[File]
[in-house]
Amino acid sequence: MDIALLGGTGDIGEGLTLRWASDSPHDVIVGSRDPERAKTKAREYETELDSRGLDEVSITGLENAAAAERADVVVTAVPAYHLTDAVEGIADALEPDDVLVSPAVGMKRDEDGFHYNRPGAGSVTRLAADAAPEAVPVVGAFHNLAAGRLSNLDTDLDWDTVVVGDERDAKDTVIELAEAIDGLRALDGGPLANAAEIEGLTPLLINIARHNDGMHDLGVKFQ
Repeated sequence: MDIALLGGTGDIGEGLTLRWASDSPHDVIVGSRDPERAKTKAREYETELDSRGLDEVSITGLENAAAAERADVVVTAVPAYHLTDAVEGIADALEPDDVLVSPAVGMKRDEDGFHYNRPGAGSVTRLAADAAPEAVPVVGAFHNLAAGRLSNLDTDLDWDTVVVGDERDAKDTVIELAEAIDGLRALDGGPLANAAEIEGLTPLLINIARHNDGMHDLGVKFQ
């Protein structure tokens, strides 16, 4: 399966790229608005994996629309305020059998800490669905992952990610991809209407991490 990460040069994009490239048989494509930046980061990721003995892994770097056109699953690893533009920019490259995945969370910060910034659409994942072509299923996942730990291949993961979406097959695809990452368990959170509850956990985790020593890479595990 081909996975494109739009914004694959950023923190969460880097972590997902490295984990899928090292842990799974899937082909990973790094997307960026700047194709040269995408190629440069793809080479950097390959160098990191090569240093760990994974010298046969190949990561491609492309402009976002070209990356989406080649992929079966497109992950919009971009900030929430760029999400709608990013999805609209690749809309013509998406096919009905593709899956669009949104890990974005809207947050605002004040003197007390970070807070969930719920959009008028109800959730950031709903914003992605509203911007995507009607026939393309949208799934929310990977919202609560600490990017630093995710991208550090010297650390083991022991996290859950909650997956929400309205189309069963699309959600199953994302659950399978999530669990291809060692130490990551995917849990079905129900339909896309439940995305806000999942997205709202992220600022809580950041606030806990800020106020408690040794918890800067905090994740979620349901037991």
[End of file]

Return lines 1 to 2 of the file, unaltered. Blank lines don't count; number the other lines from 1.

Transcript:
[in-house]
Amino acid sequence: MDIALLGGTGDIGEGLTLRWASDSPHDVIVGSRDPERAKTKAREYETELDSRGLDEVSITGLENAAAAERADVVVTAVPAYHLTDAVEGIADALEPDDVLVSPAVGMKRDEDGFHYNRPGAGSVTRLAADAAPEAVPVVGAFHNLAAGRLSNLDTDLDWDTVVVGDERDAKDTVIELAEAIDGLRALDGGPLANAAEIEGLTPLLINIARHNDGMHDLGVKFQ